According to the American Academy of Orthpaedic Surgeons, close to 1 million people get a hip, knee or shoulder replacement every year in the U.S. Unfortunately, in around 1 to 2 percent of those cases, the implant gets infected.
The most common cause of infection is a bacteria called Staphylococcus epidermidis. The bacteria enters through the surgical wound, and applies itself to the implant. The bacteria then multiplies, and creates a physical and chemical barrier called biofilm around the implant that resists treatment by antibiotics. This physical and chemical barrier means that the infection must be treated by either cleaning the implant or completely replacing it.
With orthopaedic implant surgeries on the rise, researchers are working on solutions for the increasing risk of implant infections. Some researchers are developing gel particles called hydrogels that repeal infection from implants, while others have developed the idea of microscopic bumps that prevent bacteria from attaching. While these new ideas are several years off from being incorporated into implants, this exciting research promises to decrease the risk of infection, and lower the risk of infection for those undergoing such surgeries.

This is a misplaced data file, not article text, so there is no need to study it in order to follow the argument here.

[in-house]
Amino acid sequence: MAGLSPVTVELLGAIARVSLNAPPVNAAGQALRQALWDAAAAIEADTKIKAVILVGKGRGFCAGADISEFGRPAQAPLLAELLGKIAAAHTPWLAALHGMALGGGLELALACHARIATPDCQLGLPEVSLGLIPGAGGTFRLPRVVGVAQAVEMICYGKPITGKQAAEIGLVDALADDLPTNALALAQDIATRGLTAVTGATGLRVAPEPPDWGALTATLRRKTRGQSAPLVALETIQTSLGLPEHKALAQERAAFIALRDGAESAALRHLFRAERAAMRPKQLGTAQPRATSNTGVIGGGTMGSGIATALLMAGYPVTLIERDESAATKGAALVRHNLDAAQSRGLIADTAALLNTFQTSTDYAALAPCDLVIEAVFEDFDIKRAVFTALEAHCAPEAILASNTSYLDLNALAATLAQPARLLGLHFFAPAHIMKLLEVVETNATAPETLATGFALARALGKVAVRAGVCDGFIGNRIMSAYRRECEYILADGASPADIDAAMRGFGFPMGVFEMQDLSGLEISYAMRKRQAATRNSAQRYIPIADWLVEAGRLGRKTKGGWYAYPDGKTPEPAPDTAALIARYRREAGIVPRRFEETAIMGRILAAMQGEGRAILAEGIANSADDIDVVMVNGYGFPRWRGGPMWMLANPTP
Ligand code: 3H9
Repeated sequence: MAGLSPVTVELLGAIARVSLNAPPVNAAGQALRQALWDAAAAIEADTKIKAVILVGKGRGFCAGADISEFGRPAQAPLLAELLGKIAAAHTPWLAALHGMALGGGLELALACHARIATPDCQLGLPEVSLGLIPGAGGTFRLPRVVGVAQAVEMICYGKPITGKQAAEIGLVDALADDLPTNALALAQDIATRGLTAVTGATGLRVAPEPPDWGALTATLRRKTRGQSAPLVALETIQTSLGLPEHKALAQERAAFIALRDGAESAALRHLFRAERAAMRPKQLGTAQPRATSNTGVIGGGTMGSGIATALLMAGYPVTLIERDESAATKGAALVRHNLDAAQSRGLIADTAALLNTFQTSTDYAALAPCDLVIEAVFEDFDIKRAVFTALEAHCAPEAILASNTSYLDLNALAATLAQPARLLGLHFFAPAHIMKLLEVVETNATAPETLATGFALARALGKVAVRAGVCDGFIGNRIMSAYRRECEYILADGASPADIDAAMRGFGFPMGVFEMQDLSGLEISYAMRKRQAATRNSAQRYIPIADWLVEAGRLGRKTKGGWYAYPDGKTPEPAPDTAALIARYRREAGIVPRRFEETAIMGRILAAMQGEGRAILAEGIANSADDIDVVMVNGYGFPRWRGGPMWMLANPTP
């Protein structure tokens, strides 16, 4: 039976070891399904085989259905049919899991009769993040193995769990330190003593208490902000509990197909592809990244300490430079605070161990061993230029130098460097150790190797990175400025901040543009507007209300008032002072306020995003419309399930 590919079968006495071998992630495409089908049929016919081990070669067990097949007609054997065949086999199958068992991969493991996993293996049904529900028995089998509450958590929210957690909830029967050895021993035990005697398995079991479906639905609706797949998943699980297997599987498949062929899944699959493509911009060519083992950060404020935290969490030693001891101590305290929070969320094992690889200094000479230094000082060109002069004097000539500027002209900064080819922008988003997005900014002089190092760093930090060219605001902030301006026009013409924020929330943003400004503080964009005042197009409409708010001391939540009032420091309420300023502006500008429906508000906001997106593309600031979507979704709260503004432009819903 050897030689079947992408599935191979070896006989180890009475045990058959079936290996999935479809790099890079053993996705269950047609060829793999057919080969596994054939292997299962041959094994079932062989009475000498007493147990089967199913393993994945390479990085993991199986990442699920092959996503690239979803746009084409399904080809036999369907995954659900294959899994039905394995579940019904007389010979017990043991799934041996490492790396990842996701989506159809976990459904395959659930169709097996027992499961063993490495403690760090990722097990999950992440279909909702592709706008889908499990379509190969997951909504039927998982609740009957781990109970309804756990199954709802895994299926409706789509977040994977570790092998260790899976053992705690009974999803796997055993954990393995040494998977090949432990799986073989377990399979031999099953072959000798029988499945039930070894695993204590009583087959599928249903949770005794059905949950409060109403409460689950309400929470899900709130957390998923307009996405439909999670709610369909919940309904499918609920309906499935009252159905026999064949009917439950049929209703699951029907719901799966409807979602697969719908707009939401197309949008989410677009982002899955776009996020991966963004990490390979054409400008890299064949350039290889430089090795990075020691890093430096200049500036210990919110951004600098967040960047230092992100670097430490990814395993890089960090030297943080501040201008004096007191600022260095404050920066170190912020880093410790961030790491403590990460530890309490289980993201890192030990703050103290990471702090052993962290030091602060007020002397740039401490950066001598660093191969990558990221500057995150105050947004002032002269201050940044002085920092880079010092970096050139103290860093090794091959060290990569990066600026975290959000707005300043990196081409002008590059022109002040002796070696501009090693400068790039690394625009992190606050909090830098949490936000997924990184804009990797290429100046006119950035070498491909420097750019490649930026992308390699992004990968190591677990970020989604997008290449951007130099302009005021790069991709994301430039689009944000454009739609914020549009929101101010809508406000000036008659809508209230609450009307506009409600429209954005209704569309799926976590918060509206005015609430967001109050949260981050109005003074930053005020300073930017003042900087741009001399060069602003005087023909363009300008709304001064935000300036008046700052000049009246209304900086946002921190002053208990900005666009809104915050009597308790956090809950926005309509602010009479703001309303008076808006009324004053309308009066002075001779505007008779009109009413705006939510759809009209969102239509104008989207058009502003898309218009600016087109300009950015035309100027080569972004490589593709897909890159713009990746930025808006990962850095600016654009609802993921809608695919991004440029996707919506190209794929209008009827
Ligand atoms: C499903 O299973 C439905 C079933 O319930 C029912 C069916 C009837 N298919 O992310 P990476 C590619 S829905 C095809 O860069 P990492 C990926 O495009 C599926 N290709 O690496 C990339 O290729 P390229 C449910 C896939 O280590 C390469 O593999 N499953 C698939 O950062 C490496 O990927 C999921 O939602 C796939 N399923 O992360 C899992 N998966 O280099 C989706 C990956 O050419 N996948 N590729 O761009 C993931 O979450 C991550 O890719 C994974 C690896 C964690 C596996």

One must wonder if bacteria is what causes the body to reject a device.
In the case of surgical mesh, thousands are suffering injuries, and many times the body is trying to expel the device. So, one must wonder, could this expulsion be caused by bacteria, or are these devices just to harsh to be implanted in the human body?
Surgical mesh can also adhere to organs and nerve beds, perhaps in these cases it is trying to expel, but because of placement turns inward causing even more injuries to patients.
Food for thought, and something to strongly ponder.
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